The obvious question is how do you build this DNA into the community from day 1, especially if you are dealing with a group of people that have no concept of Jesus and prayer and talking to God? Forcing prayer is one option. It’s an option I’ve tried in fact but it doesn’t really produce fruit that is lasting — people are shy and nervous and unsure about talking to someone or something that they don’t even know.

So what’s a good way to do this? Just as in studying the Bible it’s best to have simple steps so that it is easily reproduced. There are three that we do to create an atmosphere of prayer within the DBS.

  1. Share what you are thankful for. We start by getting everyone into an attitude of thanksgiving. Even if life is as hard as it could possibly be, everyone generally has something that they can give thanks for — be it friends and family, the beautiful, life or some unexpected blessing. By sharing these we actively engage in putting our hearts in a mode of giving thanks and, when the group is praying, we have a pool of items to praise God for.

  2. Share what your greatest need is. Whereas thanksgiving is probably the best place to start, intercession is also a needed component of prayer. Building in a reliance on God and recognition that He is the source of all that we are early on sets a very good precedent. It also gives God an opportunity to radically show up and show Himself as real (in line with 1 Corinthians 2:4) through answered prayer. For example, I had the honor of baptizing a husband and wife on Easter that we have been doing a DBS with for about 2 months. On our first meeting, the wife had us pray during this time for her baby who was covered some scaly skin disease that did not look pleasant at all; God showed up and instantly started healing the child (by the next day the scaly skin was normal again). And that opened them up to a more in depth conversation about Jesus that led to them making the decisions that they have made.

  3. Ask if anyone present can meet any of the needs expressed. God often moves miraculously; often too He uses us to be the answer to other peoples prayers. And if community is a value, we should be actively seeking to meet those needs expressed. As an example, someone we met in a DBS expressed the need of not knowing how to manage money. Because of that, we volunteered to spend some extended time with him sharing tip and tricks to manage your money (basically a modified envelope method) which he found really empowering and helpful.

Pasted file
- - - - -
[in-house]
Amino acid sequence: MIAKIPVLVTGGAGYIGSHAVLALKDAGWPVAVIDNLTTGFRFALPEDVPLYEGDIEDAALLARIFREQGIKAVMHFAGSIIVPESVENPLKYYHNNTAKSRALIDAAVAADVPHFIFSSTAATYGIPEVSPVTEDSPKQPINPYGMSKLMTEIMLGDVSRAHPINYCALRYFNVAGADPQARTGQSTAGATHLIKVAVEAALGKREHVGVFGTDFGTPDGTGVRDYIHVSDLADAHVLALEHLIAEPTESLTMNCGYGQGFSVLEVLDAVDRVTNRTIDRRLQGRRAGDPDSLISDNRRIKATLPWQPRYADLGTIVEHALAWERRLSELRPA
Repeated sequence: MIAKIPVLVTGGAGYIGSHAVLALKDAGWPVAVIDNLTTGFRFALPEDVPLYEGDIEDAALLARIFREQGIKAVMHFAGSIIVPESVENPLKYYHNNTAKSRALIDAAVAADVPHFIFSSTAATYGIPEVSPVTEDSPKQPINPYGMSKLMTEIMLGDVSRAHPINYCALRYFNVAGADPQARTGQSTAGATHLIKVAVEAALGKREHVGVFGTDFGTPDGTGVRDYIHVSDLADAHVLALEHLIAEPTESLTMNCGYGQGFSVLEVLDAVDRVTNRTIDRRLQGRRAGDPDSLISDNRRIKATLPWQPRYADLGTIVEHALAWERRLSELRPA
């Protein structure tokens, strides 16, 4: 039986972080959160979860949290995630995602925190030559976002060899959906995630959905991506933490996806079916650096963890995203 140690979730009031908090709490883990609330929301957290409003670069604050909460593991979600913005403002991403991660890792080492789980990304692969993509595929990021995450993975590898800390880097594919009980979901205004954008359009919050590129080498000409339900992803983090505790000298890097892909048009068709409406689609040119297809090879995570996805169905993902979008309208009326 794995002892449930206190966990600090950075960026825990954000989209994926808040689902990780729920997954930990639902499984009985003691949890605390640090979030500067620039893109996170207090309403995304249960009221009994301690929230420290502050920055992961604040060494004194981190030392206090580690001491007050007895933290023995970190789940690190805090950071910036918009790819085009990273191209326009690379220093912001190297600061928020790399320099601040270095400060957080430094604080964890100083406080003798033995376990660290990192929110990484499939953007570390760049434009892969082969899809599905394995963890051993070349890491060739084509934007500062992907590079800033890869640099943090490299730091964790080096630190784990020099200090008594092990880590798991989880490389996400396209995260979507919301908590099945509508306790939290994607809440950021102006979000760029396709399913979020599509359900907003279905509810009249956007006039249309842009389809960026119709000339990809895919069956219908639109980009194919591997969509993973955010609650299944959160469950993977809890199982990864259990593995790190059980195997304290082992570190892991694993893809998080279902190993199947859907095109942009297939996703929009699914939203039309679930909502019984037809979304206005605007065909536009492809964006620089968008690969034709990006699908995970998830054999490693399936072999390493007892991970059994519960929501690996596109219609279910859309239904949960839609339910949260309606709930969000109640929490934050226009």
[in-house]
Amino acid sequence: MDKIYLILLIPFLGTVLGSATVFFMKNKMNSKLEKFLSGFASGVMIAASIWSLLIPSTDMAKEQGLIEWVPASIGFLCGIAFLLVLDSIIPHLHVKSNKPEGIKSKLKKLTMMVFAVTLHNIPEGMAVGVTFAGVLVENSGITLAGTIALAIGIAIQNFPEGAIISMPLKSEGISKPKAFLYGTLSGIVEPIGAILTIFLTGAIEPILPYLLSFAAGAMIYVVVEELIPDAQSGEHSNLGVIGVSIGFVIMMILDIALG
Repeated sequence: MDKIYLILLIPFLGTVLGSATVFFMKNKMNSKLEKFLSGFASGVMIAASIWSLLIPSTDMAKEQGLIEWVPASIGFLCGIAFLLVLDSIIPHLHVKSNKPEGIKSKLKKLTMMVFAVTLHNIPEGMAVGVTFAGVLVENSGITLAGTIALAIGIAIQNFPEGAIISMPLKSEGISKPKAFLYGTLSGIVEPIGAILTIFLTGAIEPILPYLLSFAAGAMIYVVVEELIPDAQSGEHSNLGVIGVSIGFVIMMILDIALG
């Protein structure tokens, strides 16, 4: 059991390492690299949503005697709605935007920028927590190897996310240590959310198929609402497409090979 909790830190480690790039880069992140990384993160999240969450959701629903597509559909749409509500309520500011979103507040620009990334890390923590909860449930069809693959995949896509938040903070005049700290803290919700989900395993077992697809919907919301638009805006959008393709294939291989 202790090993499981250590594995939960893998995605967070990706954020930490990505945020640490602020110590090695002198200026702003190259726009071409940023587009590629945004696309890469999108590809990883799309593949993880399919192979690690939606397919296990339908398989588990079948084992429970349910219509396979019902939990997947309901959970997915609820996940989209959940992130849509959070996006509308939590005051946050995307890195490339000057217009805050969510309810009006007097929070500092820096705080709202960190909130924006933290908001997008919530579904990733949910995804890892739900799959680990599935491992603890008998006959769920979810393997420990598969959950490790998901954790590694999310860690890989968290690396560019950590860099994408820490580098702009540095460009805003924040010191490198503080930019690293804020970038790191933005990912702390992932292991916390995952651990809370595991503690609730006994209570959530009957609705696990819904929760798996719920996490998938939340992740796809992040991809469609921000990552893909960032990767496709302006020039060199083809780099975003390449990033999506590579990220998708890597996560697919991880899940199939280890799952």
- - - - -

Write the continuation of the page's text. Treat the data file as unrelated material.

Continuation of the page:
Even if everyone isn’t praying on the first DBS, you as participant or facilitator can. If no one can meet the needs expressed, you can offer to lift those people up. After the fact you can meet with people to pray for them. As people grow closer to God and want to pray you are there to teach them and help see them grow in this (as well as Bible study).

Hopefully this gives a quick rundown on prayer and how it is incorporated into DBSs.



Tomorrow (Saturday) Juli and I head into Khayelitsha for the first time. We’ve driven by it but weren’t able to venture in at the time. For those that might not know, Khayelitsha is South Africa’s largest township and is home to more than 2.1 million people (which is an estimate — a large portion of the township is informal settlements).

It’s a place desperately in need of the transformative power of the Gospel. Approximately 60% of the population is estimated to be unemployed. There are estimated to be more than 14,000 orphans living here. Approximately 32% of the population is suspected to be HIV+ and 16 out of every 1000 infected with TB. It also has one of the highest crime rates in the South Africa and the world. It’s murder rate has been reported as the highest in the nation (in the past it’s been commonplace to hear of 10+ in a given weekend) and it’s estimated that one in every two or three women have been raped (and approximately half of those under the age of 13). If all of this doesn’t break your heart, I don’t know what will.

Anyways — the urban sprawl (pictured) got to us on our first drive by and we’ve been praying about seeing it first hand and the opportunity has finally come. We will be going with a YWAM ministry called “Justice [ACTS].” It’s mission is to see an end to human trafficking, something that has unfortunately escalated here in South Africa as the World Cup approaches.
This time, we were just invited to tag along. We see it as a time to potentially begin taking steps into some of the God-bred dreams in our hearts. Pray that God opens our eyes and hearts to see the people of Khayelitsha as he sees them. And pray that a move of Jesus sweeps through that place and forever changes it (as we know it can be changed).